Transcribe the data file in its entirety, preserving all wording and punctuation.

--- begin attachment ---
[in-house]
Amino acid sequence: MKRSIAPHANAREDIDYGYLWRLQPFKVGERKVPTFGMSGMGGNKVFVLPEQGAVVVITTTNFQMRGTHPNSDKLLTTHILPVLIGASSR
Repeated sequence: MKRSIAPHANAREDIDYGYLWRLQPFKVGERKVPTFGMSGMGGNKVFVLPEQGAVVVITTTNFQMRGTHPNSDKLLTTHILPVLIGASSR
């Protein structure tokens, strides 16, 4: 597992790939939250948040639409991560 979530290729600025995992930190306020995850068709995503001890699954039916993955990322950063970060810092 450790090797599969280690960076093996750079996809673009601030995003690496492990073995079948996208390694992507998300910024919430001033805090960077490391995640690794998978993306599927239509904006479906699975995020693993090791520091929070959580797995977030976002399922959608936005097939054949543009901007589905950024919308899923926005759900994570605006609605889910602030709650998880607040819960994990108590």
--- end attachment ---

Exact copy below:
[in-house]
Amino acid sequence: MKRSIAPHANAREDIDYGYLWRLQPFKVGERKVPTFGMSGMGGNKVFVLPEQGAVVVITTTNFQMRGTHPNSDKLLTTHILPVLIGASSR
Repeated sequence: MKRSIAPHANAREDIDYGYLWRLQPFKVGERKVPTFGMSGMGGNKVFVLPEQGAVVVITTTNFQMRGTHPNSDKLLTTHILPVLIGASSR
């Protein structure tokens, strides 16, 4: 597992790939939250948040639409991560 979530290729600025995992930190306020995850068709995503001890699954039916993955990322950063970060810092 450790090797599969280690960076093996750079996809673009601030995003690496492990073995079948996208390694992507998300910024919430001033805090960077490391995640690794998978993306599927239509904006479906699975995020693993090791520091929070959580797995977030976002399922959608936005097939054949543009901007589905950024919308899923926005759900994570605006609605889910602030709650998880607040819960994990108590």